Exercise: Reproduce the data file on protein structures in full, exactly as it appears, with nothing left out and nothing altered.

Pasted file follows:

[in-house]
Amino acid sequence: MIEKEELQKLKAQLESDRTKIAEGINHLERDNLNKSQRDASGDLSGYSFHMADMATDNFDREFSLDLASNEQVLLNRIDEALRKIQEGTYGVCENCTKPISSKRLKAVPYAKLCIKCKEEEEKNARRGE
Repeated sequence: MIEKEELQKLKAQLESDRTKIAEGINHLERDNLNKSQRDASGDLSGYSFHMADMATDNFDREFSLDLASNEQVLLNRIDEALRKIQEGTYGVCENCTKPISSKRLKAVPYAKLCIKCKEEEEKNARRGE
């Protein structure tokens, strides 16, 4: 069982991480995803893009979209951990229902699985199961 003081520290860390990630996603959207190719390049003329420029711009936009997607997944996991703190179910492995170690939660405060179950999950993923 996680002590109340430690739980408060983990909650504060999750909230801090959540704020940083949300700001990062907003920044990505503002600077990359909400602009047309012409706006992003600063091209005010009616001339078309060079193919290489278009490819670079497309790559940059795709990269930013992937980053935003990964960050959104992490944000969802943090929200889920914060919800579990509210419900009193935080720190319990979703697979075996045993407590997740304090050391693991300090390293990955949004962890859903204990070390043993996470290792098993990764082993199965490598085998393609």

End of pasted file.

[in-house]
Amino acid sequence: MIEKEELQKLKAQLESDRTKIAEGINHLERDNLNKSQRDASGDLSGYSFHMADMATDNFDREFSLDLASNEQVLLNRIDEALRKIQEGTYGVCENCTKPISSKRLKAVPYAKLCIKCKEEEEKNARRGE
Repeated sequence: MIEKEELQKLKAQLESDRTKIAEGINHLERDNLNKSQRDASGDLSGYSFHMADMATDNFDREFSLDLASNEQVLLNRIDEALRKIQEGTYGVCENCTKPISSKRLKAVPYAKLCIKCKEEEEKNARRGE
């Protein structure tokens, strides 16, 4: 069982991480995803893009979209951990229902699985199961 003081520290860390990630996603959207190719390049003329420029711009936009997607997944996991703190179910492995170690939660405060179950999950993923 996680002590109340430690739980408060983990909650504060999750909230801090959540704020940083949300700001990062907003920044990505503002600077990359909400602009047309012409706006992003600063091209005010009616001339078309060079193919290489278009490819670079497309790559940059795709990269930013992937980053935003990964960050959104992490944000969802943090929200889920914060919800579990509210419900009193935080720190319990979703697979075996045993407590997740304090050391693991300090390293990955949004962890859903204990070390043993996470290792098993990764082993199965490598085998393609």